Individual differences in children's innovative problem-solving are not predicted by divergent thinking or executive functions

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@article{ec09a60405c44071900902b53571db66,
title = "Individual differences in children's innovative problem-solving are not predicted by divergent thinking or executive functions",
abstract = "Recent studies of children's tool innovation have revealed that there is variation in children's success in middle-childhood. In two individual differences studies, we sought to identify personal characteristics that might predict success on an innovation task. In Study 1, we found that although measures of divergent thinking were related to each other they did not predict innovation success. In Study 2, we measured executive functioning including: inhibition, working memory, attentional flexibility and ill-structured problem-solving. None of these measures predicted innovation, but, innovation was predicted by children's performance on a receptive vocabulary scale that may function as a proxy for general intelligence. We did not find evidence that children's innovation was predicted by specific personal characteristics.",
keywords = "innovation, cognitive development, individual differences",
author = "Sarah Beck and Clare Williams and Nicola Cutting and Ian Apperly and Jackie Chappell",
year = "2016",
month = mar,
day = "19",
doi = "10.1098/rstb.2015.0190",
language = "English",
volume = "371",
journal = "Royal Society of London. Proceedings B. Biological Sciences",
issn = "0962-8452",
publisher = "The Royal Society",
number = "1690",

}

RIS

TY - JOUR

T1 - Individual differences in children's innovative problem-solving are not predicted by divergent thinking or executive functions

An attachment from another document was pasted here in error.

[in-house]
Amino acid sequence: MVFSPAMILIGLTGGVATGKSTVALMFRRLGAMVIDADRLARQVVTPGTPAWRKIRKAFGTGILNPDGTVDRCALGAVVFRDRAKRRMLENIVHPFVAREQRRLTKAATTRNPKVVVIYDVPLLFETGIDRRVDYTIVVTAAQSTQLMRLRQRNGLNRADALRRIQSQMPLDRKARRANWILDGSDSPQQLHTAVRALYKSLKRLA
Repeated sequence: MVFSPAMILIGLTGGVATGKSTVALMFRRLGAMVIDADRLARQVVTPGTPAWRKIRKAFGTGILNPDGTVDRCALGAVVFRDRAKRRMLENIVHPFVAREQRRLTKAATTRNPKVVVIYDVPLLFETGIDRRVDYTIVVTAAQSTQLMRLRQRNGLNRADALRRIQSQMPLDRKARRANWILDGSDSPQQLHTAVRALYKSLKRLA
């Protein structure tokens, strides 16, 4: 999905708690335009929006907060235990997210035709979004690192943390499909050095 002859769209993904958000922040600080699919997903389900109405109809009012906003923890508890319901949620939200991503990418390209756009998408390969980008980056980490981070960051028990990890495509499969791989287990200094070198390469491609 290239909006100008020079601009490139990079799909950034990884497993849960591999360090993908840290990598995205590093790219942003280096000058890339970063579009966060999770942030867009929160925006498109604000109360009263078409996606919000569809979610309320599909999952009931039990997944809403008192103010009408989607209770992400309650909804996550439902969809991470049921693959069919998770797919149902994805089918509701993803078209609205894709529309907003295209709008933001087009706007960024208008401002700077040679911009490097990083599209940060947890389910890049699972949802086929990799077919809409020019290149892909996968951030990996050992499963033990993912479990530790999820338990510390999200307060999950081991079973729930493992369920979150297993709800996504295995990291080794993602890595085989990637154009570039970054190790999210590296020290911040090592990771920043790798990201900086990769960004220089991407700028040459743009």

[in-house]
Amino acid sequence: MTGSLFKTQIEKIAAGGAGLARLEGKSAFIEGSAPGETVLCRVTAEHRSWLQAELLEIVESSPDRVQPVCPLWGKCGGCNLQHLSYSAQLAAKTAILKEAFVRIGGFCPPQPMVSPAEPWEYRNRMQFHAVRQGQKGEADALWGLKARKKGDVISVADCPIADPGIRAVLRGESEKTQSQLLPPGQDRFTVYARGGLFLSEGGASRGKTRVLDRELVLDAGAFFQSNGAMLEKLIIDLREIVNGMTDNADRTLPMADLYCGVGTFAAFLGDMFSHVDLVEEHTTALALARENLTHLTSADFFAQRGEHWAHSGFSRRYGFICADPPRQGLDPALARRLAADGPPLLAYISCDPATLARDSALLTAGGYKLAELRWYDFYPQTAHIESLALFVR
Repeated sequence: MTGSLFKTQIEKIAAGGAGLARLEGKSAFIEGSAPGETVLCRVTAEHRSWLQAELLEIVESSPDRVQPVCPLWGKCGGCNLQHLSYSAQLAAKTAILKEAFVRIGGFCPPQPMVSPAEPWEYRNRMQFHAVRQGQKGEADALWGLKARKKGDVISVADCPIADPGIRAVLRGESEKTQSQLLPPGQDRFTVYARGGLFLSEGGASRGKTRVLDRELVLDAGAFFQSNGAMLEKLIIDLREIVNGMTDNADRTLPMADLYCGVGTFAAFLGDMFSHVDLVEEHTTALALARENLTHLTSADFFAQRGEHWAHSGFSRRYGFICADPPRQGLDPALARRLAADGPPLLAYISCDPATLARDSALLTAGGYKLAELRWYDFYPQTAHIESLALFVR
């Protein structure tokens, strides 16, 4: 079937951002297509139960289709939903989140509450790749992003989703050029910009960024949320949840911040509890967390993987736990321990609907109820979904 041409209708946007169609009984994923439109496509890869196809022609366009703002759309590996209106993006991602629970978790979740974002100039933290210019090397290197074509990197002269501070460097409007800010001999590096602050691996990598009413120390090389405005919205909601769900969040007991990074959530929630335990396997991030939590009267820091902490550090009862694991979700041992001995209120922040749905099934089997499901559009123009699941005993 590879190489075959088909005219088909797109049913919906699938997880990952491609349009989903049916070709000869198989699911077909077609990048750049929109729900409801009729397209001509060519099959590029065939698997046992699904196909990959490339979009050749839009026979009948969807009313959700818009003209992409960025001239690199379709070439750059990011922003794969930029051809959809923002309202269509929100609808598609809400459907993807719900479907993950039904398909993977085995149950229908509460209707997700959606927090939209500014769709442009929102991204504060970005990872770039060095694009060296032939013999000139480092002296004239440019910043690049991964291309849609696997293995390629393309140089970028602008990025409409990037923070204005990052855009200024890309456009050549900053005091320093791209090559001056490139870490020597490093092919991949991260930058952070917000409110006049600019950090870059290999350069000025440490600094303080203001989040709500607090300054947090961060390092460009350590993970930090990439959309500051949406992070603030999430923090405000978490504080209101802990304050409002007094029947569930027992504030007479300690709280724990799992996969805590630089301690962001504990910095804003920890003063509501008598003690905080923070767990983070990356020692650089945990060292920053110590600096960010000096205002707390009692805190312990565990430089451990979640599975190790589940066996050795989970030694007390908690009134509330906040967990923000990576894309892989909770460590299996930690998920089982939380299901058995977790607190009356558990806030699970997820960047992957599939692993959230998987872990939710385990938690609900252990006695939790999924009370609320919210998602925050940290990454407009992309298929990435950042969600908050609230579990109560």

AU - Beck, Sarah

AU - Williams, Clare

AU - Cutting, Nicola

AU - Apperly, Ian

AU - Chappell, Jackie

PY - 2016/3/19

Y1 - 2016/3/19

N2 - Recent studies of children's tool innovation have revealed that there is variation in children's success in middle-childhood. In two individual differences studies, we sought to identify personal characteristics that might predict success on an innovation task. In Study 1, we found that although measures of divergent thinking were related to each other they did not predict innovation success. In Study 2, we measured executive functioning including: inhibition, working memory, attentional flexibility and ill-structured problem-solving. None of these measures predicted innovation, but, innovation was predicted by children's performance on a receptive vocabulary scale that may function as a proxy for general intelligence. We did not find evidence that children's innovation was predicted by specific personal characteristics.

AB - Recent studies of children's tool innovation have revealed that there is variation in children's success in middle-childhood. In two individual differences studies, we sought to identify personal characteristics that might predict success on an innovation task. In Study 1, we found that although measures of divergent thinking were related to each other they did not predict innovation success. In Study 2, we measured executive functioning including: inhibition, working memory, attentional flexibility and ill-structured problem-solving. None of these measures predicted innovation, but, innovation was predicted by children's performance on a receptive vocabulary scale that may function as a proxy for general intelligence. We did not find evidence that children's innovation was predicted by specific personal characteristics.

KW - innovation

KW - cognitive development

KW - individual differences

U2 - 10.1098/rstb.2015.0190

DO - 10.1098/rstb.2015.0190

M3 - Article

C2 - 26926280

VL - 371

JO - Royal Society of London. Proceedings B. Biological Sciences

JF - Royal Society of London. Proceedings B. Biological Sciences

SN - 0962-8452

IS - 1690

M1 - 20150190

ER -